As the dry season approaches during May and June, the migrating herds begin moving once again, this time towards the Grumeti River, where the crocodiles wait for an easy meal. Seeing thousands of wildebeest crossing the river is a sight not to be missed and has to be one of the highlights of a Tanzania safari. Being located near the Grumeti River is ideal at this time. However, being in the Seronera and Western Serengeti area will also give you fantastic access.
July is one of the most exciting months of the great migration as the herds move further into the Northern Serengeti and toward the Mara River. At this time of year, you can witness thousands of wildebeest battling their way through the waters and trying to avoid the crocodiles. The best place to be is in the Northern Serengeti or across the river in the western part of the Masai Mara.
August & September
After the excitement of the river crossings, the migrating herds settle, for a while, in the Masai Mara in Kenya. The Mara is an amazing area of rolling savannah hills cut through with dark green riverine forest areas, making this the perfect habitat for a whole host of wildlife. The rich grasslands support the herds throughout August and September. Their arrival means a time of plenty for the big cats, and you are almost guaranteed some action. Northern Serengeti is also a good location (and has far fewer visitors).
As the rain clouds start to build, the wildebeest begin their journey south anticipating the rains. They slowly make their way east through the Masai Mara and back down into the Serengeti National Park. The ideal base during October would be in the south-eastern area of the Masai Mara or in the north-eastern Serengeti. This area comes into its own during the months of September and October, when the wildebeest move south through Lobo and down to the Serengeti plains. Lobo encompasses the Mara and Grumeti Rivers, which are bordered by acacia woodlands. It is less visited than other areas of the Serengeti, which means that you one can potentially spend a full day in the middle of the migration without seeing another vehicle.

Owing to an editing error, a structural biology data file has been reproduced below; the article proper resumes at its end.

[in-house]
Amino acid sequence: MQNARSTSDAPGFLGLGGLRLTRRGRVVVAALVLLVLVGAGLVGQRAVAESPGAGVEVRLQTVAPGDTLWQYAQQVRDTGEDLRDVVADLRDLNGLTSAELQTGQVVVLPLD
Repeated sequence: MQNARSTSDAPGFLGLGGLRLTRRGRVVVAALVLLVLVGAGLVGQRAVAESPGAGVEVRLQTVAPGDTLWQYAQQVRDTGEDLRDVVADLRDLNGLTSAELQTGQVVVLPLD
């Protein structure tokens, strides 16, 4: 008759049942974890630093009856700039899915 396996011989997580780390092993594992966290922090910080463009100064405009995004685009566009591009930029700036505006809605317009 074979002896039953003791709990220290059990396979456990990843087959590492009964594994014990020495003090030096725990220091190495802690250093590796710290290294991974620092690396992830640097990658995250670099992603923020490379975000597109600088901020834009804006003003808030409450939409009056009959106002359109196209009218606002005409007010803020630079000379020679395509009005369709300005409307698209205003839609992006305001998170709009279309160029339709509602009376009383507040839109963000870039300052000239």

As the “short rains” begin in November, the migration moves quickly south towards the Loliondo area of the Serengeti. The Loliondo area is part of the much larger Serengeti ecosystem, and is on land owned by the Maasai. The area offers a great mix of resident game, and is excellent walking country, with dramatic scenery of open plains, rock kopjes, and woodlands.
As December nears, the migration settles back on the short grass plains in the Southern Serengeti. At this time of year, the migration tends to stay around the Seronera and Ndutu area as there is a constant source of water for the herds. During December you have the privilege of seeing thousands of wildebeest and zebra gathering on the southern plains. This is a great time to see a huge variety of game as the big cats follow the feast. The Ndutu area consists of endless grass plains, which keep going for as far as the eye can see, and the plains are at their best during December as the grass is green and the wildlife is plenty.